September 18, 2015 | Industry Insights
Criminal Use of 3D Printing Involved in Stolen Cargo
Additive manufacturing, better known as 3D Printing, involves a process of making three-dimensional solid objects from a digital file. The creation of a 3D-printed object is achieved by laying down successive layers of material until the entire object is created. Each of these layers can be seen as a thinly sliced horizontal cross-section of the eventual object. The construction is achieved by computer control of one or more liquid or solid materials. Typical materials are synthetic resins, plastics, ceramics and metals. While this new technology has allowed for tremendous possibilities in the manufacturing of products, 3D Printing is also big business for those involved in criminal activities – from manufacturing knock-offs to producing ATM skimmers. In fact, well-respected research firm Gartner projects that counterfeit trademarked goods in 2018 to be at the 100 billion dollar per-year mark.
Criminals have also found a way to use 3D Printing to steal shipped cargo, and have it go undiscovered prior to making it to its final destination, as was a case brought to light last month. In August, a Swiss freight forwarding and logistics company issued a memo to its customers regarding the theft of pharmaceutical goods. According to the memo, the shipper sent the pharmaceutical goods using the appropriate seals. However, when the container arrived and the seals removed, the customer found most of the product was unfortunately stolen.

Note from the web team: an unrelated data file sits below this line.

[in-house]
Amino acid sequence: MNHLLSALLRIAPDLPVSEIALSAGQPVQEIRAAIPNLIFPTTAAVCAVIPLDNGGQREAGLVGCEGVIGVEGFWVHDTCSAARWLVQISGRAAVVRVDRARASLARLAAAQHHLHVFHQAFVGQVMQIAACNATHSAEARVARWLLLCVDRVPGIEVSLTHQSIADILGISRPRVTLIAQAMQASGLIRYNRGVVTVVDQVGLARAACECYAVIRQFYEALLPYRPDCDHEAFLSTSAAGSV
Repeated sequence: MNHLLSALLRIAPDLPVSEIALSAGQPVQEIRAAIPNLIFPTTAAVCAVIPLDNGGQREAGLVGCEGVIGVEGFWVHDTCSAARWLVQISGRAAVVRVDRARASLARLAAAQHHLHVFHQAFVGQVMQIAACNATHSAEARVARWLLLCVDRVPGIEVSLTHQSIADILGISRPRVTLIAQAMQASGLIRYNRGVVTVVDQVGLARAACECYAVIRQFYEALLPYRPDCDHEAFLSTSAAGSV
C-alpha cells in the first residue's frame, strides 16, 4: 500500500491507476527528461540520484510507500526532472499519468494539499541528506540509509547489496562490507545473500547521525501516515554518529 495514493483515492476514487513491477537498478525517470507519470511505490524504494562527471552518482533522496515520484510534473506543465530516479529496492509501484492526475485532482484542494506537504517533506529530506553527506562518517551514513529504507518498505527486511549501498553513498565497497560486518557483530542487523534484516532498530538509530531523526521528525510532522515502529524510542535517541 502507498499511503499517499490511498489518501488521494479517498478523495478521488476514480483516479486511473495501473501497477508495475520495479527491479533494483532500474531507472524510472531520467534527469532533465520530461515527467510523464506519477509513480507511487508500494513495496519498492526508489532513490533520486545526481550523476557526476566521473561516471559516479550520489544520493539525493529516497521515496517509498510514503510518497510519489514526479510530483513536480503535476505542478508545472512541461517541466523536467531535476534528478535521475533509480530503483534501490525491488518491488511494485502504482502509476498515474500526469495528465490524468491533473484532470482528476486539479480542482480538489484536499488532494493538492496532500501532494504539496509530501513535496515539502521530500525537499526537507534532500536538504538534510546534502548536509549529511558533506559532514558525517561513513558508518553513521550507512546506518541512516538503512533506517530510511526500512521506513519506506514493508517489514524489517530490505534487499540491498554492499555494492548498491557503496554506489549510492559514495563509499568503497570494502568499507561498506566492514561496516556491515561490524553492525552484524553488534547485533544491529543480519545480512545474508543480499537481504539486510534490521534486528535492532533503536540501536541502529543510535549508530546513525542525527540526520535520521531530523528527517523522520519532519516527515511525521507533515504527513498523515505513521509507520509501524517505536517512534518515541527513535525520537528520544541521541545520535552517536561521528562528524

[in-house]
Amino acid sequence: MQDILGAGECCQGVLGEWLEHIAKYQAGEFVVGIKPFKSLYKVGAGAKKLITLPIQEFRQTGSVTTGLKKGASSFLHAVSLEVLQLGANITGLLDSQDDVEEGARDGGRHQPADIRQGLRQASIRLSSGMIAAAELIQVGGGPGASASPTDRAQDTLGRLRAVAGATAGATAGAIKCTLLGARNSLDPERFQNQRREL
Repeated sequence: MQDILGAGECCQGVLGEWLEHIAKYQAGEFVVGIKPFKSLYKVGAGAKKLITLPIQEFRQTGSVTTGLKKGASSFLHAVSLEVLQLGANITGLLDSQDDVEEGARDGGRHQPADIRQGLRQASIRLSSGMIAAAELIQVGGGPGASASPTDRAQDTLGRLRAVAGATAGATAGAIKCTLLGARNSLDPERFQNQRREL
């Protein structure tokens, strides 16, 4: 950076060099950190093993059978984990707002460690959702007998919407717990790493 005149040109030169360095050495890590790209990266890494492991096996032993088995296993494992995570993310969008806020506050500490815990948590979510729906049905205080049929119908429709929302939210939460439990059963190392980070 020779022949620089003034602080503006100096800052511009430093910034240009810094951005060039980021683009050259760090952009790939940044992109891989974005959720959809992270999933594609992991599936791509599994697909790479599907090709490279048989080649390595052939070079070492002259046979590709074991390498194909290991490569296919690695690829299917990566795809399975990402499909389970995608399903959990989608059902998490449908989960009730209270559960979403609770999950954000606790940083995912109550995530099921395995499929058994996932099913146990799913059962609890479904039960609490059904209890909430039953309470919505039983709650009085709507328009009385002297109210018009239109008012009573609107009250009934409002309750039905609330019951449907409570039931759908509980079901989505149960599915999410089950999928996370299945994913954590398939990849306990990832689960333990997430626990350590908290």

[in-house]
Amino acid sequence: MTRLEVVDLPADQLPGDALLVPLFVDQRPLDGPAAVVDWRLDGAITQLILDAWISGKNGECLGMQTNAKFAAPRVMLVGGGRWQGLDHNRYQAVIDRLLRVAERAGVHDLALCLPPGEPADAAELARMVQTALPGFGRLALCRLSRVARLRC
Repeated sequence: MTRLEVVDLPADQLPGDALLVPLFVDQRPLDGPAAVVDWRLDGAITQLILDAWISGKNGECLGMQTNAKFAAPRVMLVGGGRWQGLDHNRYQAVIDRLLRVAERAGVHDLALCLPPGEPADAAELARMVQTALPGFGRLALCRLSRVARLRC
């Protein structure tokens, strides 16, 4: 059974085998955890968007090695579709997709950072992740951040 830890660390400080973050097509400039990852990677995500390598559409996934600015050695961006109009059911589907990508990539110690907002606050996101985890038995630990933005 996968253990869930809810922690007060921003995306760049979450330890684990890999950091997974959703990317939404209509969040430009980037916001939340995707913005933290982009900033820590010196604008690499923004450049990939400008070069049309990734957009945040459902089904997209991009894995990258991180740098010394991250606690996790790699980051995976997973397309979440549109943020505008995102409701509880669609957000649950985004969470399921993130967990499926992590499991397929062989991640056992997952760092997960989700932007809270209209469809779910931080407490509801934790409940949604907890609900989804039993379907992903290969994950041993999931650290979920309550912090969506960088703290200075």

It turns out that the goods had been stolen in transit with the original seals discarded. The container was resealed with new fake seals. Investigators determined that these fake seals were reproduced using 3D printers. In fact, investigations proved they were very good replicas and could be prepared in less than 10 minutes using a 3D printer.
As organized crime groups leverage emerging technology to find new ways to expand their illegal businesses, the security of business supply chains becomes increasingly important to help stem losses. This includes being aware of the types of security breaches that can be carried out, including the use of 3D Printing to reproduce products designed to protect cargo.
Roanoke Trade specializes in providing logistics service providers with comprehensive insurance solutions to address and respond to the various complex exposures this industry faces. We are also committed to keeping you up to date with emerging risks so that you can take precautions to minimize your exposures. To speak to a Roanoke specialist about your insurance protection, please contact us at 1-800-ROANOKE (800-762-6653).